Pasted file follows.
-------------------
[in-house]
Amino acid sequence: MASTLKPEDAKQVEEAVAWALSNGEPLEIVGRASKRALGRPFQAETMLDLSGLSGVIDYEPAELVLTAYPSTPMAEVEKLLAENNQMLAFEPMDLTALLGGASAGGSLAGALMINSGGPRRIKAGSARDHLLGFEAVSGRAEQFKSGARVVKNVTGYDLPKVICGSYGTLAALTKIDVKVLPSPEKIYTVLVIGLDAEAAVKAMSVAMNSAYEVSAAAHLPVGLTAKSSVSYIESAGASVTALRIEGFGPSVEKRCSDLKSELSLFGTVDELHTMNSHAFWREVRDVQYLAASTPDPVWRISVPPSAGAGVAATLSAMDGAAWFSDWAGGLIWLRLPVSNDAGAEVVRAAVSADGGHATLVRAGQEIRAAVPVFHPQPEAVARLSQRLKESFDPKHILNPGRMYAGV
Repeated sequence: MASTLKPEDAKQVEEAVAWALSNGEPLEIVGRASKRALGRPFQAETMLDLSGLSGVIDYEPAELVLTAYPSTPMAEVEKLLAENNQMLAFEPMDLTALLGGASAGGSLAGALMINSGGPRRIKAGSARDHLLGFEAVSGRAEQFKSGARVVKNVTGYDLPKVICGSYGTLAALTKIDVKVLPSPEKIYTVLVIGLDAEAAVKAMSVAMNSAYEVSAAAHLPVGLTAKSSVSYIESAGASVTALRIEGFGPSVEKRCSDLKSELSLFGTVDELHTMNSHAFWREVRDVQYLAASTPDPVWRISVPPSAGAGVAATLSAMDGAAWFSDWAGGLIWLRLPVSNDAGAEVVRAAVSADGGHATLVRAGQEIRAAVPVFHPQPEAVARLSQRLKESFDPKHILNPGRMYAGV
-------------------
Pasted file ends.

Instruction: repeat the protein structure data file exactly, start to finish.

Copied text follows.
[in-house]
Amino acid sequence: MASTLKPEDAKQVEEAVAWALSNGEPLEIVGRASKRALGRPFQAETMLDLSGLSGVIDYEPAELVLTAYPSTPMAEVEKLLAENNQMLAFEPMDLTALLGGASAGGSLAGALMINSGGPRRIKAGSARDHLLGFEAVSGRAEQFKSGARVVKNVTGYDLPKVICGSYGTLAALTKIDVKVLPSPEKIYTVLVIGLDAEAAVKAMSVAMNSAYEVSAAAHLPVGLTAKSSVSYIESAGASVTALRIEGFGPSVEKRCSDLKSELSLFGTVDELHTMNSHAFWREVRDVQYLAASTPDPVWRISVPPSAGAGVAATLSAMDGAAWFSDWAGGLIWLRLPVSNDAGAEVVRAAVSADGGHATLVRAGQEIRAAVPVFHPQPEAVARLSQRLKESFDPKHILNPGRMYAGV
Repeated sequence: MASTLKPEDAKQVEEAVAWALSNGEPLEIVGRASKRALGRPFQAETMLDLSGLSGVIDYEPAELVLTAYPSTPMAEVEKLLAENNQMLAFEPMDLTALLGGASAGGSLAGALMINSGGPRRIKAGSARDHLLGFEAVSGRAEQFKSGARVVKNVTGYDLPKVICGSYGTLAALTKIDVKVLPSPEKIYTVLVIGLDAEAAVKAMSVAMNSAYEVSAAAHLPVGLTAKSSVSYIESAGASVTALRIEGFGPSVEKRCSDLKSELSLFGTVDELHTMNSHAFWREVRDVQYLAASTPDPVWRISVPPSAGAGVAATLSAMDGAAWFSDWAGGLIWLRLPVSNDAGAEVVRAAVSADGGHATLVRAGQEIRAAVPVFHPQPEAVARLSQRLKESFDPKHILNPGRMYAGV